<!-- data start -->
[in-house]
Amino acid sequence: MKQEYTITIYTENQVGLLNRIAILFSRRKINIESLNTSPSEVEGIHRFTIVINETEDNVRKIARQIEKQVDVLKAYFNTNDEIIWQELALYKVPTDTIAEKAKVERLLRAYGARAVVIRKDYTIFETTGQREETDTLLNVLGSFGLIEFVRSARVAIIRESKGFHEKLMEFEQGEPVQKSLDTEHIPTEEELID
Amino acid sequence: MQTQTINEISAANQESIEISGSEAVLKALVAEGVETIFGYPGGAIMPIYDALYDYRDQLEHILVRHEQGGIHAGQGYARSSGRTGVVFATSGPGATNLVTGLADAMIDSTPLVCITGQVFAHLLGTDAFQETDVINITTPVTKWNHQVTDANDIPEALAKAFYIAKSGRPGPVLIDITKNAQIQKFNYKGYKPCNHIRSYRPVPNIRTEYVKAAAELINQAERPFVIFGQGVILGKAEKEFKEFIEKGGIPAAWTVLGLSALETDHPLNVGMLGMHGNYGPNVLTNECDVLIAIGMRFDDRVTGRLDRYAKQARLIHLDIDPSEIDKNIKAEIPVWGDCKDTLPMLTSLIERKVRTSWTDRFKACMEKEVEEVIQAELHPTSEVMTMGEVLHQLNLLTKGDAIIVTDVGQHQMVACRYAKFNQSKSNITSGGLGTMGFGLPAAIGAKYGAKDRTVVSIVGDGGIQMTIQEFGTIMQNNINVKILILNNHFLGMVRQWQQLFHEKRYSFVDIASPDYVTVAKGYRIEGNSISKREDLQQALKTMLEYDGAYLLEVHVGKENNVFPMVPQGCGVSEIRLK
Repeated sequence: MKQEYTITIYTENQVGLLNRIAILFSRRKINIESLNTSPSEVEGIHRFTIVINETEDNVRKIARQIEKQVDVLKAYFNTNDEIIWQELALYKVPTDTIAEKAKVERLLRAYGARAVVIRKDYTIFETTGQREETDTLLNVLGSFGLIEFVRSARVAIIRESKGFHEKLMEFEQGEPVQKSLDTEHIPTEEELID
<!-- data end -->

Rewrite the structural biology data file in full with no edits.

[in-house]
Amino acid sequence: MKQEYTITIYTENQVGLLNRIAILFSRRKINIESLNTSPSEVEGIHRFTIVINETEDNVRKIARQIEKQVDVLKAYFNTNDEIIWQELALYKVPTDTIAEKAKVERLLRAYGARAVVIRKDYTIFETTGQREETDTLLNVLGSFGLIEFVRSARVAIIRESKGFHEKLMEFEQGEPVQKSLDTEHIPTEEELID
Amino acid sequence: MQTQTINEISAANQESIEISGSEAVLKALVAEGVETIFGYPGGAIMPIYDALYDYRDQLEHILVRHEQGGIHAGQGYARSSGRTGVVFATSGPGATNLVTGLADAMIDSTPLVCITGQVFAHLLGTDAFQETDVINITTPVTKWNHQVTDANDIPEALAKAFYIAKSGRPGPVLIDITKNAQIQKFNYKGYKPCNHIRSYRPVPNIRTEYVKAAAELINQAERPFVIFGQGVILGKAEKEFKEFIEKGGIPAAWTVLGLSALETDHPLNVGMLGMHGNYGPNVLTNECDVLIAIGMRFDDRVTGRLDRYAKQARLIHLDIDPSEIDKNIKAEIPVWGDCKDTLPMLTSLIERKVRTSWTDRFKACMEKEVEEVIQAELHPTSEVMTMGEVLHQLNLLTKGDAIIVTDVGQHQMVACRYAKFNQSKSNITSGGLGTMGFGLPAAIGAKYGAKDRTVVSIVGDGGIQMTIQEFGTIMQNNINVKILILNNHFLGMVRQWQQLFHEKRYSFVDIASPDYVTVAKGYRIEGNSISKREDLQQALKTMLEYDGAYLLEVHVGKENNVFPMVPQGCGVSEIRLK
Repeated sequence: MKQEYTITIYTENQVGLLNRIAILFSRRKINIESLNTSPSEVEGIHRFTIVINETEDNVRKIARQIEKQVDVLKAYFNTNDEIIWQELALYKVPTDTIAEKAKVERLLRAYGARAVVIRKDYTIFETTGQREETDTLLNVLGSFGLIEFVRSARVAIIRESKGFHEKLMEFEQGEPVQKSLDTEHIPTEEELID